Cheesy Bacon Scone-Off

Om nom nom nom.

That’s all I can really say about this recipe from The English Kitchen.  And this one from my pal Caroline at The Wanna Be Country Girl.  But which one to make?

Oh come on.  You knew I was going to do something ridiculous like that.  It’s in the title for Pete’s sake.  And any excuse to make these beauties twice is a good one.

So here we go.

Bacon, Cheddar and Rosemary Scones from The Wanna Be Country Girl:

First, fry up about 6 slices of bacon.  I discovered at the last second that my bacon was still frozen, so I did something genius.  While I was doing the dishes I popped the sealed package in the sink and when I was finished with washing up the bacon was ready to go.

Bacon Cheese Rosemary Scones 1

Because I was so pleased with myself I made it a round 7 slices.  You’ll want to fry this up extra crispy.  Set it aside to drain and cool, then break into a million little pieces.

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Preheat your oven to 400°F and line a baking sheet with parchment paper.

In a large bowl, sift together 2 1/4 cups plus 2 tablespoons all purpose flour, 2 teaspoons baking powder, a pinch of salt (if you’re using salted butter leave this out), and 1 tablespoon sugar (I actually forgot the sugar, and I don’t think it made much difference).  If you don’t have a hand sifter, you can shake your flour through a fine sieve instead.

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Cut 6 tablespoons butter into small cubes (it’s like halfway between 1/3 and 1/2 cup butter) and plop that into the flour mixture.

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Use a pastry cutter or your hands to incorporate the butter into the flour, so in the end all you get is crumbs.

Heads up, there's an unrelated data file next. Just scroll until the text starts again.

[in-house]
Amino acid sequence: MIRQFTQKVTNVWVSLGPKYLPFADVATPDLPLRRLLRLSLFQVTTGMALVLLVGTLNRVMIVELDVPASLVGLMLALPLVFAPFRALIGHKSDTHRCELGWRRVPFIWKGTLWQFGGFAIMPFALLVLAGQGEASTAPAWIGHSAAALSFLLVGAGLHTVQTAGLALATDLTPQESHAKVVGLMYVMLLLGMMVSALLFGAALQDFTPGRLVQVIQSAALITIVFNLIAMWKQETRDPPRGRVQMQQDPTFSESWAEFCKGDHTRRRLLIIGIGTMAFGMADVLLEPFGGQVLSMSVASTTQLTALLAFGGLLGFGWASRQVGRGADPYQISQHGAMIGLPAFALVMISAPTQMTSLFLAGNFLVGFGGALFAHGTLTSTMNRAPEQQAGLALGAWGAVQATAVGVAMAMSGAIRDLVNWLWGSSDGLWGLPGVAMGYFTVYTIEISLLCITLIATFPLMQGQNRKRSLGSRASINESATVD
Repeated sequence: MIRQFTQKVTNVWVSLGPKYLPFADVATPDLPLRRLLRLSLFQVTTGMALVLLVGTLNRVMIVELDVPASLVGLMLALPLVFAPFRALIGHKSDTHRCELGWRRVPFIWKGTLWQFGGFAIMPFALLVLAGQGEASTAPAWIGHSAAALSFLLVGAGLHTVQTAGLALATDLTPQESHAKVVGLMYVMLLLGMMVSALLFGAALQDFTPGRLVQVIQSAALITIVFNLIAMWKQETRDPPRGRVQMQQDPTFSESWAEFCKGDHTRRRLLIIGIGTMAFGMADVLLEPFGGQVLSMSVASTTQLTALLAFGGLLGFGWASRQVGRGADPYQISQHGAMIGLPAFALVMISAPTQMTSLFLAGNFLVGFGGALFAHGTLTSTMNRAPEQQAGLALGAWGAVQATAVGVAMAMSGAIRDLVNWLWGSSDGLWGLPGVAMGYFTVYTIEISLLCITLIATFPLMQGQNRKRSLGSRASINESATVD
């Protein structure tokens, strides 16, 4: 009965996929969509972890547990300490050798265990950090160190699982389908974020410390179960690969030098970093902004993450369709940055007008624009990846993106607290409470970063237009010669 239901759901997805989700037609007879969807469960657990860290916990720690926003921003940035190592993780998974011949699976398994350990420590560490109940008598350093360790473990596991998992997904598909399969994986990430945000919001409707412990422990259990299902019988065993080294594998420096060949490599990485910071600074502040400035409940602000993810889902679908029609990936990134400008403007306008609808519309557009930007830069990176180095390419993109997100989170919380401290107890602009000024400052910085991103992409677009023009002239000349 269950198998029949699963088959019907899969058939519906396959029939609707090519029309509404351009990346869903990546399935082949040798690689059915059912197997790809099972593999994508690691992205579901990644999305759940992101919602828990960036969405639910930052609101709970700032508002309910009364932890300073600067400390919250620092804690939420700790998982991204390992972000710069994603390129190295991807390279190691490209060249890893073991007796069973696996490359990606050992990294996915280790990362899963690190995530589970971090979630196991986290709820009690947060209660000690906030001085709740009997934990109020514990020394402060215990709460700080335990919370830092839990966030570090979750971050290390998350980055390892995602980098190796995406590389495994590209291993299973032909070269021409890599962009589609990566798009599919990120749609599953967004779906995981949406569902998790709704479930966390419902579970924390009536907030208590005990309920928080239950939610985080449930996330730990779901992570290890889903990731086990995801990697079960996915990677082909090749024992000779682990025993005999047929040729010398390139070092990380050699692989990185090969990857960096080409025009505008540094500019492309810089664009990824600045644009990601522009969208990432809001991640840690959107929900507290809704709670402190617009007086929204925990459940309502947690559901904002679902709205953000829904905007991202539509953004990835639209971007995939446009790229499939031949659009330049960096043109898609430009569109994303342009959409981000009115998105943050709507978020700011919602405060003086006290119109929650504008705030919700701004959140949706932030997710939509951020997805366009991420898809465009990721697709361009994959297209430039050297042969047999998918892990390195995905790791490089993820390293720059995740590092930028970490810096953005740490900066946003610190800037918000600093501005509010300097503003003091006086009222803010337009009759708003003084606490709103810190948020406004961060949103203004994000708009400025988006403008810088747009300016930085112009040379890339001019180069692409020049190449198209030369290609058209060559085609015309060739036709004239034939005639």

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Find yourself some fresh rosemary.

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Take about three sprigs of that and chop it up so you end up with about 1 1/2 tablespoons fresh chopped rosemary.  Add that to the flour mix.

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Find yourself some sharp cheddar.  If you have access to a Costco or you live in Ontario, make it a lovely Balderson aged cheddar.  It makes everything better.

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Gren knows exactly what the cheese grater looks like, where it’s stored, and what it does.  Unfortunately, I am not as liberal with my cheese droppings as the Pie is so he was disappointed today.  Grate up about 1 cup sharp cheddar and add that to the flour mix.

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Crumble up your bacon and add that to the flour mix.  Give the whole thing a good stir so everything is evenly distributed.

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In another bowl, plop 2 eggs and 1/2 cup heavy cream (whipping cream, in Canada).  Stir that up.

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Pour the liquid into the flour.  Stir it around as much as you can.

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Eventually you will need your hands to make everything stick together into a ball. Knead that ball once or twice inside the bowl.

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Dump the ball of dough onto a lightly floured surface and pat it down to a thickness of about 1 1/2″.  Use a cutter or a knife to divide it however you wish, and transfer it to the baking sheet.

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Bake for 12-15 minutes, checking to make sure they’re not browning too much.

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This one was pretty much fresh from the oven and the butter melted just looking at it.

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See?

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We may have eaten these for dinner one rainy night.  Don’t judge us.

Cheese and Bacon Scones from The English Kitchen:

Preheat your oven to 425°F.  Grab yourself a baking sheet.